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Bush Subprime Plan Comes Up Short

Written By Brian Hicks

Posted February 1, 2008




Ok here’s a shocker.

Despite all of the hype, the subprime bailout plan has helped practically no one.

In fact, the number of people that is has actually helped is so small so far that it makes you wonder why it even exists in the first place.

But then again this is an election year–that time when fluff easily trumps substance.

The comical part, as it turns out, is that the states don’t want anything to do with these lousy loans either.

Read on.

From Bloomberg by Michael McDonald entitled: Bush Subprime Plan Undermined, States Shun Borrowers

“President George W. Bush’s proposal to help 1 million subprime borrowers avoid foreclosure with tax- exempt bonds has an obstacle: states don’t want the risk any more than private lenders do.

The state housing agencies that are already offering mortgage refinancing options are turning away so many applicants that they’ve had no need to raise funds. Since New York said it would commit $100 million in July, three of the 500 loans envisioned have been made. Massachusetts extended four loans under a $250 million program started in August, and Ohio made just 36 of the thousands anticipated by Governor Ted Strickland.

The reluctance to lend threatens to undermine a pivotal part of the president’s plan for alleviating the worst housing slump in 26 years. More than 50 percent of subprime borrowers are being rejected by state programs because their homes have lost too much value or they’ve accumulated excessive debt, estimates Geoffrey Cooper, emerging markets director at a unit of MGIC Investment Co., the country’s biggest mortgage insurer.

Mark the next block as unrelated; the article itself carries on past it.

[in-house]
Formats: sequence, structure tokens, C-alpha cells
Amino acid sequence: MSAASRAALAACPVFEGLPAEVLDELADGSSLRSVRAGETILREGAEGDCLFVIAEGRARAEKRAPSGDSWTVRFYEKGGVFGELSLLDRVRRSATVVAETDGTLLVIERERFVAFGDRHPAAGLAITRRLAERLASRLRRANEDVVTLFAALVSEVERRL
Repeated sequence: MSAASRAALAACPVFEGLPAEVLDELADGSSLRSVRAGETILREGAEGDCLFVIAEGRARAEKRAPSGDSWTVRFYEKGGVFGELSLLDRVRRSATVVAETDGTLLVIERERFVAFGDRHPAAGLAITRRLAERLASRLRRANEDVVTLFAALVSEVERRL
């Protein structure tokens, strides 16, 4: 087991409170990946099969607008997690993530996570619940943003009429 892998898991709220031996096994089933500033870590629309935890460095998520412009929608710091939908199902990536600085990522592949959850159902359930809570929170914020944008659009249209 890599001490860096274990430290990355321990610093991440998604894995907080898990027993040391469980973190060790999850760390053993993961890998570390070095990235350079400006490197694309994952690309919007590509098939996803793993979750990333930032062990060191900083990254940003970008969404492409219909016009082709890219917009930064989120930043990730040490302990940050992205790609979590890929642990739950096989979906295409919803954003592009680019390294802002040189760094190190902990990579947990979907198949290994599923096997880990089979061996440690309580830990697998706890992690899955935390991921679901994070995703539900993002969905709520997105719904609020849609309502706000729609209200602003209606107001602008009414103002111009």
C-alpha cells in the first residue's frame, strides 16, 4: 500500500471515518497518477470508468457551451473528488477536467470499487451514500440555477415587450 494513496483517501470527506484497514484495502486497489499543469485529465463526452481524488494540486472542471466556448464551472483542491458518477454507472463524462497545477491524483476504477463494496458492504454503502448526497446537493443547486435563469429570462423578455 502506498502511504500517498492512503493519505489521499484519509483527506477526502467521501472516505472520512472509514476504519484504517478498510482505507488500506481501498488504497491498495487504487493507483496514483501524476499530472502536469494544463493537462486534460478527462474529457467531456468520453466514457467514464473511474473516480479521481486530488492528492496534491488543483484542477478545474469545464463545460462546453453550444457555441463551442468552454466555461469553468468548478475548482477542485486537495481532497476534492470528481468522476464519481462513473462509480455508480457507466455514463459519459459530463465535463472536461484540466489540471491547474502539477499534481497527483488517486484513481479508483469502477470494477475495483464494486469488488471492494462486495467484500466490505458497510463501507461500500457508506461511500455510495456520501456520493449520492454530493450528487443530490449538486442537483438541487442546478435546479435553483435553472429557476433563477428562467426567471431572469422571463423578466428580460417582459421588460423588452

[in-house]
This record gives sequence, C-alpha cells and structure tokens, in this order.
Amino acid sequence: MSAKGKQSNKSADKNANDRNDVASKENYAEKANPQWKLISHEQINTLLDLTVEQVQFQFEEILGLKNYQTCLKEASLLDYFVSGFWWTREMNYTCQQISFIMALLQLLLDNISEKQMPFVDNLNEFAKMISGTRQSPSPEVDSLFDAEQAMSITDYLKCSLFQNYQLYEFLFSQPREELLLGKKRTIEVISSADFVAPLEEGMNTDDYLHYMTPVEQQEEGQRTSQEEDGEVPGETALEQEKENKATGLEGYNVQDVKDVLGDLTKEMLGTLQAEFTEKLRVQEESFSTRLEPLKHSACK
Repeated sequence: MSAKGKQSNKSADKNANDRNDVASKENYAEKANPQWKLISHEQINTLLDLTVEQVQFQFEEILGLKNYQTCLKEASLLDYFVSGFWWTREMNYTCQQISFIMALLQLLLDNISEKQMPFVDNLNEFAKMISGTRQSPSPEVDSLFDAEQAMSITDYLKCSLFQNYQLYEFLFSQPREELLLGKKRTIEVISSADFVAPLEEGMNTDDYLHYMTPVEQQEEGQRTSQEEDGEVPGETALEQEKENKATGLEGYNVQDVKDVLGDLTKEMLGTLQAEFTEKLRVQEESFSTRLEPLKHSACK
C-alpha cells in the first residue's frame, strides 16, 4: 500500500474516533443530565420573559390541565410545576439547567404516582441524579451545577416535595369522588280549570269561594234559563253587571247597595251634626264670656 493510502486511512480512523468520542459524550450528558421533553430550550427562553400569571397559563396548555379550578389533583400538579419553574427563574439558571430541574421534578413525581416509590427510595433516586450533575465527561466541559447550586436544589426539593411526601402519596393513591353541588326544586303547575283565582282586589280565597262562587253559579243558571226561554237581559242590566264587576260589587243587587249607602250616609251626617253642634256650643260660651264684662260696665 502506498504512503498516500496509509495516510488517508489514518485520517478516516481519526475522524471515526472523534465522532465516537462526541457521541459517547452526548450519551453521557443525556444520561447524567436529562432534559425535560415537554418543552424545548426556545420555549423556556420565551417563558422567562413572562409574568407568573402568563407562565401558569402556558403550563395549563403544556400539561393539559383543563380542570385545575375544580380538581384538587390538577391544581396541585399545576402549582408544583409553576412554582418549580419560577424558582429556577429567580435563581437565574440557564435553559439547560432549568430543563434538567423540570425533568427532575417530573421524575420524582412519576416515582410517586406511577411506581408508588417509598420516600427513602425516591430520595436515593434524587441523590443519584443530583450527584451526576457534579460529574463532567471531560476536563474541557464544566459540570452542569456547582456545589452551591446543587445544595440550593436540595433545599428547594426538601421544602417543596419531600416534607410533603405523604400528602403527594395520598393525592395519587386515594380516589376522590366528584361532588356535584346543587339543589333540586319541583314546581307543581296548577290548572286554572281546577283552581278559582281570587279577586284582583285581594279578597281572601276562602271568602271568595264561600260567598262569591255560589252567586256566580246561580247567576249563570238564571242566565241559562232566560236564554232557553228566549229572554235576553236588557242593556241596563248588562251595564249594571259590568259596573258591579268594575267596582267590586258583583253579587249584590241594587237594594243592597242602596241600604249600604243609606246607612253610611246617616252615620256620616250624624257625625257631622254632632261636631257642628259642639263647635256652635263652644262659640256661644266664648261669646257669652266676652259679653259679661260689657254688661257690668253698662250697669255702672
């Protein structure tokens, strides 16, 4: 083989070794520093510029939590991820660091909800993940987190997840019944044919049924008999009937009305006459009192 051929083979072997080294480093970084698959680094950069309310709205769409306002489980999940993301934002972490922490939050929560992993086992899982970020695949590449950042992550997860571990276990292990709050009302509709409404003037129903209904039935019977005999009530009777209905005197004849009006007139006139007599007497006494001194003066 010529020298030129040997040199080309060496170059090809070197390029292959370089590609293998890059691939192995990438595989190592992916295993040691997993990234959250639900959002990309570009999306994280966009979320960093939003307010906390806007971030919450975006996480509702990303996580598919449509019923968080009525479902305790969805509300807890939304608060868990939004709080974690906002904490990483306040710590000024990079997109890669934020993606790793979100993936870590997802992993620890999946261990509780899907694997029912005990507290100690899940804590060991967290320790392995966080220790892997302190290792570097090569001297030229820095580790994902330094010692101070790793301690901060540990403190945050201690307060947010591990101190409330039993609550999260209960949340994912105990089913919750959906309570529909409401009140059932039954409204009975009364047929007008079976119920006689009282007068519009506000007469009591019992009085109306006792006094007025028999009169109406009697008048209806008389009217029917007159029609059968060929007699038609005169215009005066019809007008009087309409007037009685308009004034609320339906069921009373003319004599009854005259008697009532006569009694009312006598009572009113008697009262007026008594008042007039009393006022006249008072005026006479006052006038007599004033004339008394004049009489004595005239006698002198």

“These things are basically public relations gimmicks,” said Bruce Marks, chief executive officer of Neighborhood Assistance Corp. of America. The Boston-based nonprofit organization negotiated an agreement with Countrywide Financial Corp., the biggest U.S. home lender, in October to modify rates and terms on $16 billion of subprime mortgages to prevent foreclosures.

“Often the borrower just has too much debt and the home does not have the value to support the refinancing,” MGIC’s Cooper said at a conference in Washington on Jan. 17.

When Ohio rolled out its program in April, Strickland said he anticipated selling more than $100 million in taxable bonds because the state was “facing a crisis.” The Democrat told residents to apply to refinance their subprime loans with 30- year fixed-rate mortgages.

The prospects changed once officials saw how many applicants were ineligible because they’d missed a mortgage payment in the last year, said Dawn Larzelere, the legislative affairs director at the Ohio Housing Finance Agency in Columbus.

‘I don’t think our lending standards are too high,” said Larzelere. “I think people have gotten in too far over their head.'”


Gee you think?

By the way, here’s another great article on how it’s not the rates these days that are driving defaults, but falling prices.

That’s the 800 lb. gorilla that no amount of “programs” or rate cuts can cure.

From the Financial Times by Krishna Guha and Gillian Tett entitled: Last year’s model: stricken US homeowners confound predictions

I’d excerpt it here, but it really needs to be read in total.  Not once but twice.